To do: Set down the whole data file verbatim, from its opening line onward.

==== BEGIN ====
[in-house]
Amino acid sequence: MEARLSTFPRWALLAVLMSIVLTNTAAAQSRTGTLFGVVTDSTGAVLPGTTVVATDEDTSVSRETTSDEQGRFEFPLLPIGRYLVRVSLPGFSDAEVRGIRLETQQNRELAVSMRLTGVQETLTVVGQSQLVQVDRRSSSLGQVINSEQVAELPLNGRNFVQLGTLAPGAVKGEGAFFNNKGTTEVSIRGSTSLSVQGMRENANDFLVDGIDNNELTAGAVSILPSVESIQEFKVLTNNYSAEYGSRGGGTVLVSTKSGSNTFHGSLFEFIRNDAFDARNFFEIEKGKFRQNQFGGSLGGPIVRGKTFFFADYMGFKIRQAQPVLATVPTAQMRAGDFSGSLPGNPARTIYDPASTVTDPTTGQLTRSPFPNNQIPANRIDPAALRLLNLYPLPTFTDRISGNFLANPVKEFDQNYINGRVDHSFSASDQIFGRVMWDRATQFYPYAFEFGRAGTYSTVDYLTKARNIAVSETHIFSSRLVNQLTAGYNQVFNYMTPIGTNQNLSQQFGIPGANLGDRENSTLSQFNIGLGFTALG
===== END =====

[in-house]
Amino acid sequence: MEARLSTFPRWALLAVLMSIVLTNTAAAQSRTGTLFGVVTDSTGAVLPGTTVVATDEDTSVSRETTSDEQGRFEFPLLPIGRYLVRVSLPGFSDAEVRGIRLETQQNRELAVSMRLTGVQETLTVVGQSQLVQVDRRSSSLGQVINSEQVAELPLNGRNFVQLGTLAPGAVKGEGAFFNNKGTTEVSIRGSTSLSVQGMRENANDFLVDGIDNNELTAGAVSILPSVESIQEFKVLTNNYSAEYGSRGGGTVLVSTKSGSNTFHGSLFEFIRNDAFDARNFFEIEKGKFRQNQFGGSLGGPIVRGKTFFFADYMGFKIRQAQPVLATVPTAQMRAGDFSGSLPGNPARTIYDPASTVTDPTTGQLTRSPFPNNQIPANRIDPAALRLLNLYPLPTFTDRISGNFLANPVKEFDQNYINGRVDHSFSASDQIFGRVMWDRATQFYPYAFEFGRAGTYSTVDYLTKARNIAVSETHIFSSRLVNQLTAGYNQVFNYMTPIGTNQNLSQQFGIPGANLGDRENSTLSQFNIGLGFTALG